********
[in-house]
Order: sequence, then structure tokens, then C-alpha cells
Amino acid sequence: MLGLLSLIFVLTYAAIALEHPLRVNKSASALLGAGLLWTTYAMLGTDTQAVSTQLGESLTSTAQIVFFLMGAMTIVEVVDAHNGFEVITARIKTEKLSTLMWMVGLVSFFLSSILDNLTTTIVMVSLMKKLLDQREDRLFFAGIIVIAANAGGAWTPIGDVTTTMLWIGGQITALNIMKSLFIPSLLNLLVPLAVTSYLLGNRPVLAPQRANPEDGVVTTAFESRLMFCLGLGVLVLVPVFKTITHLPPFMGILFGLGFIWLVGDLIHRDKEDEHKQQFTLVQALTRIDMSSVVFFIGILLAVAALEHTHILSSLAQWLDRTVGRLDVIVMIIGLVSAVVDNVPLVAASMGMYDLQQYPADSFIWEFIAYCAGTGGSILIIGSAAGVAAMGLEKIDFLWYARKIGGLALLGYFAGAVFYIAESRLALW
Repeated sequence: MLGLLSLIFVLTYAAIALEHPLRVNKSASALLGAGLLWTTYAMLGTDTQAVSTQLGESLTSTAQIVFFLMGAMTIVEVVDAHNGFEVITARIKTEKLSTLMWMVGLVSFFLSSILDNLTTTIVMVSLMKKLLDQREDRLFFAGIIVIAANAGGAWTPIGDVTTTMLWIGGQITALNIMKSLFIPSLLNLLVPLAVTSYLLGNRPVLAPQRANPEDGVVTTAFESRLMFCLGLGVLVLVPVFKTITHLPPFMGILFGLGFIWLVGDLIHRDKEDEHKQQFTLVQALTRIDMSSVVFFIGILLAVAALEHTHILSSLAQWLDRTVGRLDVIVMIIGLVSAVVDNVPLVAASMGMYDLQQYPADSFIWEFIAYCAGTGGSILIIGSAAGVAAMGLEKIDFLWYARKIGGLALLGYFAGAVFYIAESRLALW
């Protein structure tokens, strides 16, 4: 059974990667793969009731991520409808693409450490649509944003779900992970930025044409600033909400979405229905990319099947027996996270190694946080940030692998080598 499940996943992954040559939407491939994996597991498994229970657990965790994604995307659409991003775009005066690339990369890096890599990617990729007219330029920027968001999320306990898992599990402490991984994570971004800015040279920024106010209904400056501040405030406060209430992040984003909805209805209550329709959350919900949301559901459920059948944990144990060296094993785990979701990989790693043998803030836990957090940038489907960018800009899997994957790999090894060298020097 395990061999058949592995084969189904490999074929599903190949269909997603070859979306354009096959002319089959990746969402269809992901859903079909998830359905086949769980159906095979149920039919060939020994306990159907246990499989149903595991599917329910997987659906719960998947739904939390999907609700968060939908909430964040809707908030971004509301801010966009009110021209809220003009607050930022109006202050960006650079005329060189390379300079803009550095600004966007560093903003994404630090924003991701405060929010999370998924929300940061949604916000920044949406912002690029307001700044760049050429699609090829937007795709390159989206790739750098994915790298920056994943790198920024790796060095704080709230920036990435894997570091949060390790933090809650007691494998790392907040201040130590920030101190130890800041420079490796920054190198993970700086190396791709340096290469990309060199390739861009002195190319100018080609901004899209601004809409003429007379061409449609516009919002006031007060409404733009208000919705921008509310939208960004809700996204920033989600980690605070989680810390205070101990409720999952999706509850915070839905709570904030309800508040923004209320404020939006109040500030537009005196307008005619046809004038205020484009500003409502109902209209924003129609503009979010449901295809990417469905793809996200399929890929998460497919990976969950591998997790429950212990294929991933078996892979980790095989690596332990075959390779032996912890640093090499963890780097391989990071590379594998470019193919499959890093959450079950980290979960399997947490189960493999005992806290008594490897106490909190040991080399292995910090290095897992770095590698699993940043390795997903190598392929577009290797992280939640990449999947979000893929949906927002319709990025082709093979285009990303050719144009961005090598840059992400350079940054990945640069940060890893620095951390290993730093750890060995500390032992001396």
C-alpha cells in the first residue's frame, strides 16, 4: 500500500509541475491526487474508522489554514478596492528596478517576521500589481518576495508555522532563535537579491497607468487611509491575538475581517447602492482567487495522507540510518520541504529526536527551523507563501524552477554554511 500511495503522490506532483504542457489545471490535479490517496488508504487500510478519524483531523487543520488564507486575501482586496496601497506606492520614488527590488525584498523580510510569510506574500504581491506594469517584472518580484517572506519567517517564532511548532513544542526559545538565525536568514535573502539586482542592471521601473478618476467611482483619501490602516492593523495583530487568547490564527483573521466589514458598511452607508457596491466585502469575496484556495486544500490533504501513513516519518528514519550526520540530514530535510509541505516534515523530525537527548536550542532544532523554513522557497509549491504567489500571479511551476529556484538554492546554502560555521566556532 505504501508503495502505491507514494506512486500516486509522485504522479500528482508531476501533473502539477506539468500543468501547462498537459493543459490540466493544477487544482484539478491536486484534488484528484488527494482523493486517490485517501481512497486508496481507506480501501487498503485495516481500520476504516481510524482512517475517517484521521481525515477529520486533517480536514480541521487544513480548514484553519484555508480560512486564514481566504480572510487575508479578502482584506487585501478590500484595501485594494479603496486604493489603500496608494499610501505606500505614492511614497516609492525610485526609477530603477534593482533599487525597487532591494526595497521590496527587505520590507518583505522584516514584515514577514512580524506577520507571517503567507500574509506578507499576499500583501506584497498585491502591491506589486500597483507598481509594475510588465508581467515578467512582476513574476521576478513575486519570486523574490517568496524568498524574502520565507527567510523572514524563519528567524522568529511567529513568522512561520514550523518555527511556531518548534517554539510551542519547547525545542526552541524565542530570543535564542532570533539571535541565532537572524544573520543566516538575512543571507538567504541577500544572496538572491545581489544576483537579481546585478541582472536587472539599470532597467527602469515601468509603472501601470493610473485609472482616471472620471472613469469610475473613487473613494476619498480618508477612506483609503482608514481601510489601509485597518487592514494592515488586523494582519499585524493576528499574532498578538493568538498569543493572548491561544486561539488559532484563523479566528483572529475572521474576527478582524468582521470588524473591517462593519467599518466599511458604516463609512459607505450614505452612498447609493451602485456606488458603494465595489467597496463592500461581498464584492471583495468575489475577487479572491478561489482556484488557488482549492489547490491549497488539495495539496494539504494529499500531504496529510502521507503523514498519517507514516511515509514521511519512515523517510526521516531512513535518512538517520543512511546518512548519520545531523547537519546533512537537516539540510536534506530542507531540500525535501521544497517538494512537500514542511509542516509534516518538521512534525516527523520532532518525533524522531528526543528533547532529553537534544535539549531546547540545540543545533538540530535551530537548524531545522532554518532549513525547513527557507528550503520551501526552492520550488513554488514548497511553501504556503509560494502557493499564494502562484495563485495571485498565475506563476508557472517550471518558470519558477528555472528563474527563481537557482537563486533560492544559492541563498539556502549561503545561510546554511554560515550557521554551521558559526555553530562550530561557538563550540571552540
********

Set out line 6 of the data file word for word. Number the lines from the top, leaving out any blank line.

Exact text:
C-alpha cells in the first residue's frame, strides 16, 4: 500500500509541475491526487474508522489554514478596492528596478517576521500589481518576495508555522532563535537579491497607468487611509491575538475581517447602492482567487495522507540510518520541504529526536527551523507563501524552477554554511 500511495503522490506532483504542457489545471490535479490517496488508504487500510478519524483531523487543520488564507486575501482586496496601497506606492520614488527590488525584498523580510510569510506574500504581491506594469517584472518580484517572506519567517517564532511548532513544542526559545538565525536568514535573502539586482542592471521601473478618476467611482483619501490602516492593523495583530487568547490564527483573521466589514458598511452607508457596491466585502469575496484556495486544500490533504501513513516519518528514519550526520540530514530535510509541505516534515523530525537527548536550542532544532523554513522557497509549491504567489500571479511551476529556484538554492546554502560555521566556532 505504501508503495502505491507514494506512486500516486509522485504522479500528482508531476501533473502539477506539468500543468501547462498537459493543459490540466493544477487544482484539478491536486484534488484528484488527494482523493486517490485517501481512497486508496481507506480501501487498503485495516481500520476504516481510524482512517475517517484521521481525515477529520486533517480536514480541521487544513480548514484553519484555508480560512486564514481566504480572510487575508479578502482584506487585501478590500484595501485594494479603496486604493489603500496608494499610501505606500505614492511614497516609492525610485526609477530603477534593482533599487525597487532591494526595497521590496527587505520590507518583505522584516514584515514577514512580524506577520507571517503567507500574509506578507499576499500583501506584497498585491502591491506589486500597483507598481509594475510588465508581467515578467512582476513574476521576478513575486519570486523574490517568496524568498524574502520565507527567510523572514524563519528567524522568529511567529513568522512561520514550523518555527511556531518548534517554539510551542519547547525545542526552541524565542530570543535564542532570533539571535541565532537572524544573520543566516538575512543571507538567504541577500544572496538572491545581489544576483537579481546585478541582472536587472539599470532597467527602469515601468509603472501601470493610473485609472482616471472620471472613469469610475473613487473613494476619498480618508477612506483609503482608514481601510489601509485597518487592514494592515488586523494582519499585524493576528499574532498578538493568538498569543493572548491561544486561539488559532484563523479566528483572529475572521474576527478582524468582521470588524473591517462593519467599518466599511458604516463609512459607505450614505452612498447609493451602485456606488458603494465595489467597496463592500461581498464584492471583495468575489475577487479572491478561489482556484488557488482549492489547490491549497488539495495539496494539504494529499500531504496529510502521507503523514498519517507514516511515509514521511519512515523517510526521516531512513535518512538517520543512511546518512548519520545531523547537519546533512537537516539540510536534506530542507531540500525535501521544497517538494512537500514542511509542516509534516518538521512534525516527523520532532518525533524522531528526543528533547532529553537534544535539549531546547540545540543545533538540530535551530537548524531545522532554518532549513525547513527557507528550503520551501526552492520550488513554488514548497511553501504556503509560494502557493499564494502562484495563485495571485498565475506563476508557472517550471518558470519558477528555472528563474527563481537557482537563486533560492544559492541563498539556502549561503545561510546554511554560515550557521554551521558559526555553530562550530561557538563550540571552540